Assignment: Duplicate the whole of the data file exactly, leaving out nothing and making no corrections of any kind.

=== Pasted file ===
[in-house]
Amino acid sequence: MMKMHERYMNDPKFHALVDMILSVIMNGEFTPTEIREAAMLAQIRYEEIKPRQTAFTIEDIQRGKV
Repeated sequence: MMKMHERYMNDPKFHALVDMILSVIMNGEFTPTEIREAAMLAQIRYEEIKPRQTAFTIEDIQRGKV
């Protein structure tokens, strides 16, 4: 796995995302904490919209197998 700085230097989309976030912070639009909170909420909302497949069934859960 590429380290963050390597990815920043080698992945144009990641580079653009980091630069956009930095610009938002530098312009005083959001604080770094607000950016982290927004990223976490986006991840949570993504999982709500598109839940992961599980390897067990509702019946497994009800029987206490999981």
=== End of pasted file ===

[in-house]
Amino acid sequence: MMKMHERYMNDPKFHALVDMILSVIMNGEFTPTEIREAAMLAQIRYEEIKPRQTAFTIEDIQRGKV
Repeated sequence: MMKMHERYMNDPKFHALVDMILSVIMNGEFTPTEIREAAMLAQIRYEEIKPRQTAFTIEDIQRGKV
């Protein structure tokens, strides 16, 4: 796995995302904490919209197998 700085230097989309976030912070639009909170909420909302497949069934859960 590429380290963050390597990815920043080698992945144009990641580079653009980091630069956009930095610009938002530098312009005083959001604080770094607000950016982290927004990223976490986006991840949570993504999982709500598109839940992961599980390897067990509702019946497994009800029987206490999981």